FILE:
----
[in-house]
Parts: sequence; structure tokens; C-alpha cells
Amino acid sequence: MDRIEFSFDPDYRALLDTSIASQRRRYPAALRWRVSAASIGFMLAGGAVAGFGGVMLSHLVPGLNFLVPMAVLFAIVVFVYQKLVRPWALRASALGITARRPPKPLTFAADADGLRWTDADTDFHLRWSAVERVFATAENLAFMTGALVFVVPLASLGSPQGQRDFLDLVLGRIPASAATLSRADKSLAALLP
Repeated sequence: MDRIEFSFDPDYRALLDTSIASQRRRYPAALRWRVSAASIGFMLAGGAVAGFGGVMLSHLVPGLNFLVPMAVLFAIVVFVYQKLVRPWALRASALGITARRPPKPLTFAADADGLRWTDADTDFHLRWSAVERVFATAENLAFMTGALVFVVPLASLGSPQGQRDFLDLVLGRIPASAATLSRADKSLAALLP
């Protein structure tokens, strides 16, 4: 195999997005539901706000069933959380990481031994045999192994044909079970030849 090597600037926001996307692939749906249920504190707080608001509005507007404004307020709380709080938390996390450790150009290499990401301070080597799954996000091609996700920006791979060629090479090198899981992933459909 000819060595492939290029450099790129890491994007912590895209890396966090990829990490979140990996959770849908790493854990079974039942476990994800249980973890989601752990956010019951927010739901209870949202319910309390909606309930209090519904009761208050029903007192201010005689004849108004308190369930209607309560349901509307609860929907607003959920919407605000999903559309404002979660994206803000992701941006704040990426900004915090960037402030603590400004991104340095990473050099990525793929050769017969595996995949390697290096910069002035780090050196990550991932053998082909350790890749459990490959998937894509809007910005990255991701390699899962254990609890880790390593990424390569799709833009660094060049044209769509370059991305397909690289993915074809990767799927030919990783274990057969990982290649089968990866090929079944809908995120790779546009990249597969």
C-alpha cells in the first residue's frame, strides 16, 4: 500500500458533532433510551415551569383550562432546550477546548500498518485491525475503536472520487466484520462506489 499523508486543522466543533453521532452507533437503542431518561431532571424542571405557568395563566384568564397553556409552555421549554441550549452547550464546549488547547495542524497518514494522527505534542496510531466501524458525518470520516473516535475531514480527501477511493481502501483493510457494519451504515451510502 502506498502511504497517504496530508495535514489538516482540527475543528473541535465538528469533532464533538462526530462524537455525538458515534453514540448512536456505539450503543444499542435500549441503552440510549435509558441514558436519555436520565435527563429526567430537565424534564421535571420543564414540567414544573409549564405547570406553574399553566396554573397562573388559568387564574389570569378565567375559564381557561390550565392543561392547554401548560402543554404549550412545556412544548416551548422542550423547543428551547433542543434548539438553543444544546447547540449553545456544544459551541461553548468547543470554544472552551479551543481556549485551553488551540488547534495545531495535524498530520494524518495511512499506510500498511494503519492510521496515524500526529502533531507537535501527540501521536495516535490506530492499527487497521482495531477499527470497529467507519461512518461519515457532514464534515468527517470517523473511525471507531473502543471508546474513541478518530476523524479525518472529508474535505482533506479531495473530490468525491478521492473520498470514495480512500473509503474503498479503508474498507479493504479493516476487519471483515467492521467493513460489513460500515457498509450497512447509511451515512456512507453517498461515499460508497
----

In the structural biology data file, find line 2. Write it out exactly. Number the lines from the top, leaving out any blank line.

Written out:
Parts: sequence; structure tokens; C-alpha cells